Lab 3: Braitenberg Vehicles

"This is an exercise in science, or science fiction, if you like that better. Not for amusement: science fiction in the service of science. Or just science, if you agree that fiction is a part of it, always was, and always will be as long as our brains are only miniscule fragments of the universe, much too small to hold all the facts of the world but not too idle to speculate about them."

-Valentino Braitenberg

Lead TAs: Somchaya Liemhetcharat, Si Yang Ng

Lab Schedule for Tuesday, 6th February 2007

Be sure to arrive at least 15 minutes before your demo time.


This first robotic lab is intended to provide an introduction to your lab kits. The hope is that this task will be easy enough to serve as a good starting point, yet challenging enough to expose some of the common problems encountered in robotics.

In his book, Vehicles, Braitenberg suggests that machines (robotic or biological) can exhibit increasingly complicated behaviors as a result of neural connections between sensory organs and actuators. He goes on to discuss how these behaviors may be implemented using light sensors, and motors. (see illustration) We thought this would be a good theme for the first Lego lab assignment.


P. J. McKerrow, Introduction to Robotics, pp 1-49.


Programming, digital and analog input/output control.

Challenge Statement:

Build a robot (creature) that chases light. See powerpoint presentation for more information.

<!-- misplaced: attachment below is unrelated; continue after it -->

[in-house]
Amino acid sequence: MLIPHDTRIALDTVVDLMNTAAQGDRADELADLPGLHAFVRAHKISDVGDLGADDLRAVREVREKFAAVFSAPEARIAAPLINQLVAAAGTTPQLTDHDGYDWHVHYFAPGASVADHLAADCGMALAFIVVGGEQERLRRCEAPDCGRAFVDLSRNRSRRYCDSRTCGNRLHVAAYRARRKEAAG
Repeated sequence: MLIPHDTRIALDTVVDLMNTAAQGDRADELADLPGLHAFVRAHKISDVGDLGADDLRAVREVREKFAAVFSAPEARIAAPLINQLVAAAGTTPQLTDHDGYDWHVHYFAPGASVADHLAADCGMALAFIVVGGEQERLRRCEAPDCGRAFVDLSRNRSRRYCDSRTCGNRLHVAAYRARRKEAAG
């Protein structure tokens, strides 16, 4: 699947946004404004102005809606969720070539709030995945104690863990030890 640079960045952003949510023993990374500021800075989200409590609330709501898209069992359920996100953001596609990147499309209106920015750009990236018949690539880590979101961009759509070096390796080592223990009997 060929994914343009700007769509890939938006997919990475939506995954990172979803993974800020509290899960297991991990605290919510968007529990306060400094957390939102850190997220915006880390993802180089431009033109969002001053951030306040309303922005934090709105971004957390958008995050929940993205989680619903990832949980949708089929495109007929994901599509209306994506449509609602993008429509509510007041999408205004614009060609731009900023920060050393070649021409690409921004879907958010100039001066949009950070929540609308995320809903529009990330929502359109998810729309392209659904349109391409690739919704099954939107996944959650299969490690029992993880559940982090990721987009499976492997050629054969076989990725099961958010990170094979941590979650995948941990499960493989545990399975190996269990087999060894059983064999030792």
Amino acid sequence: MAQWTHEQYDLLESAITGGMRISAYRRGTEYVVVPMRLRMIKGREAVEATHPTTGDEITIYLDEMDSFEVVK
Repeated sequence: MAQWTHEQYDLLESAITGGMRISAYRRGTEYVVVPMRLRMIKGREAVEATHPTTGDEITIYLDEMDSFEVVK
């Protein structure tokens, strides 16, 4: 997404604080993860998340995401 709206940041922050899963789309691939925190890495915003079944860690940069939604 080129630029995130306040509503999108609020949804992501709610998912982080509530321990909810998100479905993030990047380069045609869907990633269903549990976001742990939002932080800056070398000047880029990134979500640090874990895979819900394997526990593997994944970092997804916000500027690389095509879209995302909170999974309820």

Successful completion of this challenge will require your robot to "home in" on a light source to reach a goal area. The goal area is defined as the set of all points in the working plane within 6" of the light source. The robot's initial position and orientation with respect to the source will be unknown, but will not be greater than 24" away, and the initial heading will diverge no greater than 45 degrees from the optimal path to the source. (see diagram) The task will be considered achieved when any part of the robot crosses into the goal area and stops there (you will have the option to switch off the light source). In other words, the robot only needs to be touching the goal area (as opposed to contained in), but must be able to stop there.

Construction Tips and Things to Think About:

  • Connecting the photo cell
  • Matching photo sensors
  • Analog to digital conversion
  • Methods for interpreting analog inputs
Tips from Chau
Demo Times
Grading sheet   
Acknowledgments: picture and quotation from:
Braitenberg, V. 1984. Vehicles, Experiments in Synthetic Psychology
London, Cambridge: The MIT Press